“I am an older practitioner (65+) and have always struggled to be included on the grounds of age and working-class background. I think that when theatres start commissioning again, I won’t get a look in! That’s my fear anyway.”

Understanding the drivers behind theatre freelancers’ future-oriented decision-making is vital to the reopening and reimagining of the theatre sector at large. Central to this is the relationships between theatre freelancers and their employers, and the long-term creative and civic fulfilment that working in theatre can afford. Restoring the sector requires more than resources; it requires the rebuilding of trust, and of hope. 

Sources of Optimism

Despite the high levels of pessimism displayed in our survey, we are interested in the moments of optimism reported by our respondents. We have explored this by looking for significant correlations between increased levels of reported optimism and other factors. This analysis allows us to suggest that there are some sources of optimism that theatre freelancers have drawn on since March 2020, which could play a vital role in rebuilding the sector.

We see a positive correlation between those who report feeling closer to other theatre freelancers and higher levels of optimism, and this relationship is statistically significant. What’s more, when asked “where have you turned to for non-financial support as a theatre freelancer?” the most commonly selected answer was “other freelancers in theatre and the other arts.” This outstripped even “friends and family.” We can therefore suggest that peer-to-peer support has been vital and meaningful for theatre freelancers during the pandemic.

Figure 5 is a Bar Chart showing answers to the question ‘Since March 2020, where have you turned to for non-financial support as a freelancer in theatre and other arts?’, the top 5 answers in decreasing order are: other theatre freelancers, friends and family, social media, regular online meetings with colleagues, other online resources (e.g. blogs, websites).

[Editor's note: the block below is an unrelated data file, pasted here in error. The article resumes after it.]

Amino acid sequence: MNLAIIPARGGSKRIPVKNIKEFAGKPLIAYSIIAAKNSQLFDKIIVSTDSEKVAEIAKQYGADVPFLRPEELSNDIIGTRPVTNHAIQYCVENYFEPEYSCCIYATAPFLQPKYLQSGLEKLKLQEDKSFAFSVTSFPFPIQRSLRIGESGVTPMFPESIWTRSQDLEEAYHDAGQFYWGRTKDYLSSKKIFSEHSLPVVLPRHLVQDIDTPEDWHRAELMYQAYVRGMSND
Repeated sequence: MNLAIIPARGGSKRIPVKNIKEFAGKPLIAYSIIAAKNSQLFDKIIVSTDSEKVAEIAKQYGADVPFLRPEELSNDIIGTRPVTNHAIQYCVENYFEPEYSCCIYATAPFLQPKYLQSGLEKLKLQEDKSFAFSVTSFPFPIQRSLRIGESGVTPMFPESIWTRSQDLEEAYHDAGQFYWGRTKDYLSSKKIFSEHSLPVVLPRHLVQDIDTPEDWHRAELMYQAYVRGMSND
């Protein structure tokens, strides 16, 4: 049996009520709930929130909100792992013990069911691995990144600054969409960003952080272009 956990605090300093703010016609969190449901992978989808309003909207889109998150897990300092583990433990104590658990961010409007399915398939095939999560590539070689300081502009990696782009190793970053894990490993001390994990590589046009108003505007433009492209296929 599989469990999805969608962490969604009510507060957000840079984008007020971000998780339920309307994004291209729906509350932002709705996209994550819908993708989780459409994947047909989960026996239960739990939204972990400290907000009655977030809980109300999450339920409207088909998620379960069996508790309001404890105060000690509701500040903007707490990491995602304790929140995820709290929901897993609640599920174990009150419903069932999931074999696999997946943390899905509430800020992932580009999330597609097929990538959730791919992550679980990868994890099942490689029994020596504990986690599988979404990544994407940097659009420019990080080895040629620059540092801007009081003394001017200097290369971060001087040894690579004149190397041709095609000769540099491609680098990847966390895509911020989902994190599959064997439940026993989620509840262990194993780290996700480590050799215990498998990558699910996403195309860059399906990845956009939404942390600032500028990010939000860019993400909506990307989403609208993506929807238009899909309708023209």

“I’ve found that talking to people in the same boat, and different ones, has been beneficial for me in terms of keeping it together, and weathering the worst of it all.”

We also see many informal acts of solidarity amongst the workforce. These include practical forms of support such as “creating paid work opportunities” and mentoring. Theatre freelancers also reported many acts of interpersonal care, from “informal chats,” to “going for a walk with a colleague,” to “emotional support” and “phoning people to try to make sure they’re OK.” These social bonds appear to have stepped into the gap left by a lack of communication, and a perceived lack of care, from theatre organisations and public bodies.

“I have been chatting to friends who have been suffering from hopelessness and trying to keep them going.”

There have also been many formal acts of solidarity amongst the workforce. Since March 2020 there has been a mobilisation of groups of theatre freelancers like Freelancers Make Theatre Work, Freelancers Taskforce, and others. These have developed platforms, outside of the traditional union model, for theatre freelancers to advocate, skill share, and provide mutual support. As well as those who have engaged directly with these groups, many of our participants report keeping up with their activity online. What’s more, engaging in a peer network resulted in an increase in reported optimism; comparatively, engaging in a trade union did not result in higher (or lower) feelings of optimism. However, these new forms of organisations threw up new frictions, including inequalities in who felt able to participate or be vocal in these new social groupings.

“My activism for costume workers has kept me connected to other workers.”

In terms of skills development, we see a positive correlation between feeling closer to other freelancers and developing new skills. Our qualitative data suggests this is due to peer-to-peer skill-sharing. This suggests that the bonds between theatre freelancers are not only of social benefit, but also play an important role in growing professional development and adaptiveness, and expanding or increasing the skills base of the theatre freelancer workforce